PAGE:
YEP Letters: October 19

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Check out today’s YEP letters.

Why are these dangers being ignored?

DS Boyes, LS13

WHAT a disappointment the revised Rodley Roundabout has turned out to be.

Compared to the Thornbury Barracks junction, which is as good a layout as I have ever seen in driving through 16 countries in Europe as far apart as Finland, Hungary and Spain, Rodley’s alterations seem poorly designed and badly executed!

The approach from Rodley is an acute angle resembling the big dipper. It has more lights than Blackpool illuminations - one lot has already been knocked down last weekend - all with diffusing grilles making the change form red to amber and green difficult to see. I saw a serious pile up only narrowly avoided when an out of town car apparently never saw one red light.

Turning right on or off the Ring Road there is only room for two cars when the lights go to read, so the back end of any third vehicle is stuck out in the main traffic stream of the Ring Road or A657 causing oncoming traffic to swerve violently to avoid a collision.

Maybe the sequence of the traffic signals can be adjusted to overcome such problems, I hope this will be given some consideration.

But that’s not all, as the problem of traffic entering or exiting two roads by Calverley bridges, ie rail and river-canal, by turning across the main traffic stream including access to the former Clariant 500 new homes building site is still not addressed and is a serious accident waiting to happen.

All these concerns over this danger have been raised by many concerned people over 20 years but they have always been ignored or rejected – why?

Prime speed limit?

Geoff North, Leeds

AS a driver who has often had to queue in the roadworks on the M1 south of the M62 junction near Leeds in recent years, one gets to pondering on the small nuances in life and I have been particularly intrigued by the site speed limit in the road works area of 11 mph.

An interesting figure this, being a prime number, as we are so used to speed limits being numbers divisible by two, five or 10. So why 11mph? Is it a conversion perhaps from km/hour? No it doesn’t appear to be. So how do you get to a figure of 11mph?

My thoughts then imagine a group of road safety engineers meeting to decide on such a matter. One group, perhaps including the little boy and girl whose Mum and Dad work there, are adamant that 10mph is absolutely fast enough, while an alternative, more pragmatic group, feel that 15mph would be perfectly safe.

The two sides debate the issue for some time but the 10mph group are adamant so the 15mph group, trying to achieve a compromise, suggests 12mph (13, being a prime number and unlucky, is ruled out).

The 10mph group stick to their guns.

The debate goes on for a little while and, as time is running out, the old British compromise is reached and the two groups decide to meet half way and decide on 11mph. I may be wrong and there may be a more logical reason for the 11mph figure.

Perhaps any of the road safety engineers involved may care to enlighten us.

Why the change of mind PM?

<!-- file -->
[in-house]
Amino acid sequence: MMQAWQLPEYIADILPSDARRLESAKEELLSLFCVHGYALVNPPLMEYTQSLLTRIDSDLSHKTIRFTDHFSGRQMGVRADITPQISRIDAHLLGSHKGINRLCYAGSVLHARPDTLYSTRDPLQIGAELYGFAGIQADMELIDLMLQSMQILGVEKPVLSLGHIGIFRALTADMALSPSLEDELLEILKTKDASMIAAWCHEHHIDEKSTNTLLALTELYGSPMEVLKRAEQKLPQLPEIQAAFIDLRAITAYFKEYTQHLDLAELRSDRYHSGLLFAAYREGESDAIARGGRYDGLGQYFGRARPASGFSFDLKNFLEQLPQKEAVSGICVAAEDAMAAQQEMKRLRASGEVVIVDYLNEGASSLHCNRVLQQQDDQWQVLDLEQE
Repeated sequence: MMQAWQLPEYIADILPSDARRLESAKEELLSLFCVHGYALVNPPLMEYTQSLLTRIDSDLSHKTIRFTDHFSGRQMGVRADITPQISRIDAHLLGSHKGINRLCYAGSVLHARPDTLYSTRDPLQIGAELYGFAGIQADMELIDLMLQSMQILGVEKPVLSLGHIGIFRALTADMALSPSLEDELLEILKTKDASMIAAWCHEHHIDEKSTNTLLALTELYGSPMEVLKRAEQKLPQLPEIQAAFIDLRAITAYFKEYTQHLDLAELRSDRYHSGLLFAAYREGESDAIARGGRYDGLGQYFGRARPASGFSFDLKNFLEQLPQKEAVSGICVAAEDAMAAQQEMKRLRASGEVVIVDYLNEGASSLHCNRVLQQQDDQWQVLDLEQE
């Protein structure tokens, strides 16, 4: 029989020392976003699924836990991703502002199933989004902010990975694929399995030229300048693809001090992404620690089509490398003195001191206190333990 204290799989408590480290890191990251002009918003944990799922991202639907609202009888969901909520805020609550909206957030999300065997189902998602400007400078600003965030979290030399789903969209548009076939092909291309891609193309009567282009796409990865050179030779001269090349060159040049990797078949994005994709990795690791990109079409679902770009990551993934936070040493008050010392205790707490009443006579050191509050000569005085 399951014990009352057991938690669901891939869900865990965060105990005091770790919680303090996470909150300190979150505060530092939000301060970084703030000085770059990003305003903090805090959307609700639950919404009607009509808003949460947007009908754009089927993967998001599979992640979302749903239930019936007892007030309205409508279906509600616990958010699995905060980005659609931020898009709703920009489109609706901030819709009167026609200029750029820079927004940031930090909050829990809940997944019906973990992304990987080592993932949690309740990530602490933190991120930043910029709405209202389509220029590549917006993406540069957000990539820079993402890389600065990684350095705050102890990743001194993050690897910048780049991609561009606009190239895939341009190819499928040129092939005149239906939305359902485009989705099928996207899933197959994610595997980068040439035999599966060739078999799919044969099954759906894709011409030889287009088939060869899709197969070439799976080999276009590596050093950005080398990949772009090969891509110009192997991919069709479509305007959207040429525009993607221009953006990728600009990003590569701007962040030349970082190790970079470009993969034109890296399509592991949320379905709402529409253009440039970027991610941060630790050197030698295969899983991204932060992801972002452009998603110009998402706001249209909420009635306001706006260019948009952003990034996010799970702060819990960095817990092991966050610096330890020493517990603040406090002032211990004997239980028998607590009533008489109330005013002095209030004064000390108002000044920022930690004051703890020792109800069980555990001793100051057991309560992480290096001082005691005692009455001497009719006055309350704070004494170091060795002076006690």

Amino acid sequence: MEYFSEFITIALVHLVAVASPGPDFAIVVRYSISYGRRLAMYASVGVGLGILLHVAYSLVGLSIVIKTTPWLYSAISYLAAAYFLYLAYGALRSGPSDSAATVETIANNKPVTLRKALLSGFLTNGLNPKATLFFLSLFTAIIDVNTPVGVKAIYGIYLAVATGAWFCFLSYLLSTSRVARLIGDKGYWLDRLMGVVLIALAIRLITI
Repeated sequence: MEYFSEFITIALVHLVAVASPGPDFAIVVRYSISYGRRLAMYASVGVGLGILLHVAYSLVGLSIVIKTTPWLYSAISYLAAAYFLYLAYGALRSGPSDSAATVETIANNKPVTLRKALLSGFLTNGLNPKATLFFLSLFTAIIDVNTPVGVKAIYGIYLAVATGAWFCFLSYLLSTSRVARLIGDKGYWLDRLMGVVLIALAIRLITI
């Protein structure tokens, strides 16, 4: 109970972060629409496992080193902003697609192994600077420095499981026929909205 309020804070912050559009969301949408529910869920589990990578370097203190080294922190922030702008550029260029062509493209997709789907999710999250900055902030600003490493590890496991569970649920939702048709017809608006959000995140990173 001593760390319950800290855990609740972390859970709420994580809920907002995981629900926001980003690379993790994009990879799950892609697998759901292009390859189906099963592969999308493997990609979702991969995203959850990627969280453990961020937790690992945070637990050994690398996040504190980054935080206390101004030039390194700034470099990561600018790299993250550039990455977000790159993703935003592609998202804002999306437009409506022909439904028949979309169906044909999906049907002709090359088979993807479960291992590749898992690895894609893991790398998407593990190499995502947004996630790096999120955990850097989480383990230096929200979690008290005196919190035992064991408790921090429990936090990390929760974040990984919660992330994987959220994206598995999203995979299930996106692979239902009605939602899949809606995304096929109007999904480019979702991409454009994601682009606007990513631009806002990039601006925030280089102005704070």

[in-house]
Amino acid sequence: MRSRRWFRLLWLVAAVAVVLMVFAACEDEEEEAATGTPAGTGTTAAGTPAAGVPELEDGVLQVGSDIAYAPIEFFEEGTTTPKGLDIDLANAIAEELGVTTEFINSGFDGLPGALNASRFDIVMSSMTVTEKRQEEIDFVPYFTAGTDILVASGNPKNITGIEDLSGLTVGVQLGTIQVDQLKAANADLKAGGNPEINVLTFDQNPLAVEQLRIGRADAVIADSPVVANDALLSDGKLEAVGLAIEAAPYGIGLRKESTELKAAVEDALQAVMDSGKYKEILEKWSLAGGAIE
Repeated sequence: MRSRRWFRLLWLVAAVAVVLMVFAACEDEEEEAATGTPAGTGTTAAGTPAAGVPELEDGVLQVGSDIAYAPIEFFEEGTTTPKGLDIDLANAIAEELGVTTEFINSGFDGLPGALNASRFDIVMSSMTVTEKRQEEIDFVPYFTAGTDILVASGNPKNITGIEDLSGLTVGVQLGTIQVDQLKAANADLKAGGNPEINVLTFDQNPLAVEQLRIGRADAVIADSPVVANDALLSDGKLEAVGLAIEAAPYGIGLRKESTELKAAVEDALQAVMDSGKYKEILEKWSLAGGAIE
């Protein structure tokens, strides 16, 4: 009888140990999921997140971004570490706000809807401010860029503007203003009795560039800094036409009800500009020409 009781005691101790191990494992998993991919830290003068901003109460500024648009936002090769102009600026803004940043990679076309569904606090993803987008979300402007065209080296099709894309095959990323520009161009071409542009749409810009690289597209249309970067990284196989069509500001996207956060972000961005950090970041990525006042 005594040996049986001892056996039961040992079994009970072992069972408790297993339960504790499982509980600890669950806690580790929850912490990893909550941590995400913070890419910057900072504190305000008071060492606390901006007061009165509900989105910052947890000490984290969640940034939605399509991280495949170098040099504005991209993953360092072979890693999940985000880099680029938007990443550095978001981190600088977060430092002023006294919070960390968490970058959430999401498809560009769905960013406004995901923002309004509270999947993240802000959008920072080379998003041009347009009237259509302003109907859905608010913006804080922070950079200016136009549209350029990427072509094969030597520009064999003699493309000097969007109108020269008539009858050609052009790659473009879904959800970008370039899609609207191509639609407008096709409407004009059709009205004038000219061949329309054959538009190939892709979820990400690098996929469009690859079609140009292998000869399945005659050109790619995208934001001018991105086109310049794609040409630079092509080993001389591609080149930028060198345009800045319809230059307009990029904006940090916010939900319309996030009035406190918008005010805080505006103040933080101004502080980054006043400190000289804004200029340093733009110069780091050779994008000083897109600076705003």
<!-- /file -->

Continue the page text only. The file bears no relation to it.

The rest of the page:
Barrie Crowther, Wakefield

IT cannot get any clearer that whatever David Cameron promises on Europe is a promise too far.

Take as an example the £1.7bn which Europe said we owed. We will not under any circumstances pay this, says Dave.

What happened on September 15? We paid the full amount.

So what were the circumstances that changed his mind? This is our money.

Damaging to the economy

Samuel Moore, by email

THE last time I phoned British Gas, I was speaking to a man who told me he was in a centre in Cape Town and good luck to him for having found a job he can live from. Is that why we have so much unemployment?

In their scrabble to give customers the cheapest possible prices, UK companies exploit employment centres in cheaper economies as paying UK wages would make their running costs higher, hence the employment/wealth imbalances so very obvious in our populations.

Had the call centre been in West Yorkshire the dole queue would have shrunk by a few hundred. No wonder so many economies are irreparably damaged.

Air quality used to be worse

Alex Gillies, LS14

Leeds one of the seven worst cities in England for poor air quality?

They’re having a laugh, poor air quality was in the 20th century in Leeds when you couldn’t see a hand in front of you whilst walking to work.

The Aire was devoid of fish and even the the rats found it hard going to survive the proverbial being spewed from the thousands of industrial factories along it’s banks.

So everybody blames the motor vehicles for today’s pollution?

I don’t think the new Waste Incinerator at East End Park will benefit the air quality in Leeds City Centre being less than a mile away as the crow flies.

Being leased from Leeds City Council for the next 25 years the proprietors will want to make as much profits as it can for it’s non domicile share holders.

With it being situated beside a network of major roads, will see it working to full capacity 24/7 accepting waste from other boroughs i.e. NIMBYs.

Then when the lease is finished, probably prior to 25 years, our grandkids will foot the bill to have it safely dismantled.

Party window is now bare

Don Burslam, Dewsbury

THERE is a perfectly simple explanation why Labour seems to have run out of electable leaders.

The absence of credible runners is because the party no longer has a viable position or policies.

They have just run out of steam.

Harold Wilson once said the Labour movement is a crusade or it is nothing.

I am afraid their shop window is now bare except for a few faded and outdated displays.